Early Voting For The Primary Starts Today

Florida residents registered as Democrats can now cast their vote for the primaries.

Democrats Early Primary Voting Starts Today

By Keyvan Antonio Heydari

March 10, 2020

If you are registered to vote as a Democrat in Florida, get ready and start your engines, because the race for March 17 Democratic presidential primary starts today.

With the Democratic race for president down to a choice between Joe Biden and Bernie Sanders, early voting for the crucial Florida primary is open now in all of the state’s counties for the the March 17 election. 

By Florida law, early voting must be available for at least eight days prior to elections. Some counties allow a full two weeks to cast an early vote; others just the statutory week. Citizens can cast an early vote at all of these locations and times no matter in which precinct they are registered in.

Florida Is A Closed Primary State

This means voters have to cast votes in the party of their registration. Those who are “Independent” or “No Party Affiliation” (NPA) are excluded. María-Elena López, vice-chairperson of the Miami-Dade Democratic party, asserts that Hispanic voters in Florida need to be better-informed for the partisan primaries, especially those who registered as NPA, noting, “Many people register and don’t understand what the two-party system means. We have to do more outreach. They ask, ‘Why can’t I vote for who I want?'”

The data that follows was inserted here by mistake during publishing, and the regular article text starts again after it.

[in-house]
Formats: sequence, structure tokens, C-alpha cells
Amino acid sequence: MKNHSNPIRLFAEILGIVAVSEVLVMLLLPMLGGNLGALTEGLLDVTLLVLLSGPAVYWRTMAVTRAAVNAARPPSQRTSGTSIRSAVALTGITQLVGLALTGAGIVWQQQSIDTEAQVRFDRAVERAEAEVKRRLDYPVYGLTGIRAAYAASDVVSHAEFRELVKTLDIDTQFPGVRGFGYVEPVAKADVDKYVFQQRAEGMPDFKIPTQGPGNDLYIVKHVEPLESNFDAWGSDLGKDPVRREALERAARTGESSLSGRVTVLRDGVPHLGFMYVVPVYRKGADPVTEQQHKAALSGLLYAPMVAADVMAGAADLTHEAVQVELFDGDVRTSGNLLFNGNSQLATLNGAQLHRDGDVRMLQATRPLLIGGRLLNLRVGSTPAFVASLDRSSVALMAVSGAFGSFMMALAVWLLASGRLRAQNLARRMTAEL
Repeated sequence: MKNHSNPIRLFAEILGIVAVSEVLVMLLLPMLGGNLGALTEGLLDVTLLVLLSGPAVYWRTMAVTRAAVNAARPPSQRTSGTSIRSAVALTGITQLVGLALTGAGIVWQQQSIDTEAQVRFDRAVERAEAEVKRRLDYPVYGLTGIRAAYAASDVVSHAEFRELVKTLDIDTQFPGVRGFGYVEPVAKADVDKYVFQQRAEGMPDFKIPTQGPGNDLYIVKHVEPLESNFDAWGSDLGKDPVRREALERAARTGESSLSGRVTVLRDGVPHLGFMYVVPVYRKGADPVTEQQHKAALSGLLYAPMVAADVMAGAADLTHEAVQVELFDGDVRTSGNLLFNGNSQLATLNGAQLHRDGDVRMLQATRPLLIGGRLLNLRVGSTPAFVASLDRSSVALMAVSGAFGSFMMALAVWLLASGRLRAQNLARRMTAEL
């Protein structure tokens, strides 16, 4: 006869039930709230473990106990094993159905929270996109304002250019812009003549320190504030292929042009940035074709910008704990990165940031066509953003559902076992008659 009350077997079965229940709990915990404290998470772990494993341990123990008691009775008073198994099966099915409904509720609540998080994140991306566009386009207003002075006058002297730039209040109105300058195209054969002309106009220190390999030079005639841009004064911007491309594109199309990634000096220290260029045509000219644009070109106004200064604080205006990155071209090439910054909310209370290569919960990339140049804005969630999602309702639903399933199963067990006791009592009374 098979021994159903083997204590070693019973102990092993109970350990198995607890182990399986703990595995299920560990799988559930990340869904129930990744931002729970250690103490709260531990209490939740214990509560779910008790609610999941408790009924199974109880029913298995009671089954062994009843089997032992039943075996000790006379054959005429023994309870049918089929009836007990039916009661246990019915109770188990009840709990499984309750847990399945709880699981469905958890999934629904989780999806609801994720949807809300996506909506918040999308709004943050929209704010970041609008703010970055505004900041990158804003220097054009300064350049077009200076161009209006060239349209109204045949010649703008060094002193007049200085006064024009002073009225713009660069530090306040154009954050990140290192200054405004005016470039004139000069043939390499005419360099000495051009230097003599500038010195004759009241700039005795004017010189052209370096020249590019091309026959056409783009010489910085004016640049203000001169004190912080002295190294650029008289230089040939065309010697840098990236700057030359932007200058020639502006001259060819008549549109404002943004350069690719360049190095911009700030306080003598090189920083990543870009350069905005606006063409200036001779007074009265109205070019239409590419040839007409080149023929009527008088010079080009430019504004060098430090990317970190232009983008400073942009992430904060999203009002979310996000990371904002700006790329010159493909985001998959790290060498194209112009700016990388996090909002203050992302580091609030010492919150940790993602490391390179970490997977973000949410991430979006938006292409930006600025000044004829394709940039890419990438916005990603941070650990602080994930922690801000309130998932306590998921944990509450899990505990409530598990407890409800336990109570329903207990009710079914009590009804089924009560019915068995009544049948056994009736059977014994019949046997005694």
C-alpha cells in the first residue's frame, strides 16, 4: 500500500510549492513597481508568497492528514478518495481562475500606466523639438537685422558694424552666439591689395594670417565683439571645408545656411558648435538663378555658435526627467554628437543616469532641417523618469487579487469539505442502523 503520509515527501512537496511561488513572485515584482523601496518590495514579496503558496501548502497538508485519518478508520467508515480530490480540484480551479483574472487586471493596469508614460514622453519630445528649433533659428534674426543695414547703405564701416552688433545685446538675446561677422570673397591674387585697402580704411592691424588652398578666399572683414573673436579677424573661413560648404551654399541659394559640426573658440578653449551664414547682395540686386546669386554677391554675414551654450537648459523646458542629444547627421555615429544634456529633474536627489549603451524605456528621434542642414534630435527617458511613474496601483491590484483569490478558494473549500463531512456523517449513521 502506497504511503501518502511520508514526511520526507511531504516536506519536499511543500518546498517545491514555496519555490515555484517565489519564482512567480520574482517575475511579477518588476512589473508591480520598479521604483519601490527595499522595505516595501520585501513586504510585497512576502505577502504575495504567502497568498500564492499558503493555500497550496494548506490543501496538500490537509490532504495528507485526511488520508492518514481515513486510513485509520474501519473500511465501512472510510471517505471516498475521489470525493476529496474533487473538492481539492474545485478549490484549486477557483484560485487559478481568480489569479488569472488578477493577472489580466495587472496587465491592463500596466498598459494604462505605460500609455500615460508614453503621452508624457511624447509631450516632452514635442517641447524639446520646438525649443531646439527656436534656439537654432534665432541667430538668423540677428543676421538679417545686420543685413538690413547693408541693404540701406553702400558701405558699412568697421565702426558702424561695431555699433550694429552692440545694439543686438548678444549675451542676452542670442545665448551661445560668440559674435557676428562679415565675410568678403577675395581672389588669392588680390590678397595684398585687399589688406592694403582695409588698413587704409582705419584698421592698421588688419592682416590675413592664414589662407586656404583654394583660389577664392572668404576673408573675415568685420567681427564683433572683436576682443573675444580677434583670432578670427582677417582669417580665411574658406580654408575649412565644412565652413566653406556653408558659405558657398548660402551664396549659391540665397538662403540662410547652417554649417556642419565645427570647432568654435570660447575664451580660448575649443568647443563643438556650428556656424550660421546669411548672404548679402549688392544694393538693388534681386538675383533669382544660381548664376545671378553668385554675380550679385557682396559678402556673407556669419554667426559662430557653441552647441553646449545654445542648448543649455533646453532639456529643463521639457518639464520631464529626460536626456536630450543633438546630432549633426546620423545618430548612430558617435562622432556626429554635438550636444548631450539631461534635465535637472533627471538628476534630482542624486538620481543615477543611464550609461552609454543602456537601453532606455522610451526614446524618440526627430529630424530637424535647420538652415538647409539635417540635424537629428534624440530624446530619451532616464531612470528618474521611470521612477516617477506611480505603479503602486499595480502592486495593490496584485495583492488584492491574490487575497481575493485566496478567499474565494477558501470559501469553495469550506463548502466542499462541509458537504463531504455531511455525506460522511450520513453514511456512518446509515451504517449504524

On primary election day, Tuesday, March 17, voters can only cast ballots in the voting precinct where they’re registered. Those who voted by mail early for a candidate that dropped out of the presidential race (Elizabeth Warren, Pete Buttigieg, Michael Bloomberg, Tom Steyer or Amy Klobuchar) will not have the opportunity to recast or change their vote.

This Is How You Make Your Vote Count

Florida voters are taking measures to prevent casting an irrelevant primary vote, as it happened to some in Texas, when several presidential candidates dropped out before Super Tuesday. Tampa voter Julia García requested a vote-by-mail ballot but is going to deposit it at the early voting precinct only one day before the primary. “I don’t want to vote until the last minute,” she reveals. “I have the ballot, but I’m not mailing it in.” 

“If you don’t want others to limit your voting options, you need to be in the process from the beginning,” said Adriana Rivera, communications director for Alianza, which organizes and registers Puerto Ricans in Florida to vote. “That way, you have a say in the primary elections, not just in the presidential choice in November.”

Jimmy Torres-Velez runs a program reminding Puerto Ricans to vote in the primary on behalf of Hispanic Federation. Under the flag “Boricua Vota” they take a parranda to public places, where the music calls attention and raises consciousness about the primary. The bottom line: many people don’t know there’s an election coming. “In Puerto Rico, it’s imposible not to know there is an election underway,” Torres-Velez says. “You get bombarded with information about it. In Florida, you may not find out in the same way.”

“Since we’re in politics, we think everybody also knows what’s happening,” he adds. “We can’t afford to lose voters because they [are not aware].”  




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